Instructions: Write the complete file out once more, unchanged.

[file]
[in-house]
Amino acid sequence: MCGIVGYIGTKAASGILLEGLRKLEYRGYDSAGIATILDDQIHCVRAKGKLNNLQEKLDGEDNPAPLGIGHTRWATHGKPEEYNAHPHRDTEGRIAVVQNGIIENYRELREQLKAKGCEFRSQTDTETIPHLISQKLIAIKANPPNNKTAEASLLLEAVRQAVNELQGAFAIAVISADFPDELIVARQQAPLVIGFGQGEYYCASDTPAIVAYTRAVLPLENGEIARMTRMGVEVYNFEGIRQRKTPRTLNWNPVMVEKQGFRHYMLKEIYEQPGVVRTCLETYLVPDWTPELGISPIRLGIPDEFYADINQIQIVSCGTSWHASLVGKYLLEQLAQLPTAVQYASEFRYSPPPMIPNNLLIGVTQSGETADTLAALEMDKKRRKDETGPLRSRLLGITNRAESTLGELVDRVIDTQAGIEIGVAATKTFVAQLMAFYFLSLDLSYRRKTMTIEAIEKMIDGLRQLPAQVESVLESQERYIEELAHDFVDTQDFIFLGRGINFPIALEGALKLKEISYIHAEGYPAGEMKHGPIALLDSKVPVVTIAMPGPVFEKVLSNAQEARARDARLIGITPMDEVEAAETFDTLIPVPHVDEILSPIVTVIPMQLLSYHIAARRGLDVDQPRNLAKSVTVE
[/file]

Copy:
[in-house]
Amino acid sequence: MCGIVGYIGTKAASGILLEGLRKLEYRGYDSAGIATILDDQIHCVRAKGKLNNLQEKLDGEDNPAPLGIGHTRWATHGKPEEYNAHPHRDTEGRIAVVQNGIIENYRELREQLKAKGCEFRSQTDTETIPHLISQKLIAIKANPPNNKTAEASLLLEAVRQAVNELQGAFAIAVISADFPDELIVARQQAPLVIGFGQGEYYCASDTPAIVAYTRAVLPLENGEIARMTRMGVEVYNFEGIRQRKTPRTLNWNPVMVEKQGFRHYMLKEIYEQPGVVRTCLETYLVPDWTPELGISPIRLGIPDEFYADINQIQIVSCGTSWHASLVGKYLLEQLAQLPTAVQYASEFRYSPPPMIPNNLLIGVTQSGETADTLAALEMDKKRRKDETGPLRSRLLGITNRAESTLGELVDRVIDTQAGIEIGVAATKTFVAQLMAFYFLSLDLSYRRKTMTIEAIEKMIDGLRQLPAQVESVLESQERYIEELAHDFVDTQDFIFLGRGINFPIALEGALKLKEISYIHAEGYPAGEMKHGPIALLDSKVPVVTIAMPGPVFEKVLSNAQEARARDARLIGITPMDEVEAAETFDTLIPVPHVDEILSPIVTVIPMQLLSYHIAARRGLDVDQPRNLAKSVTVE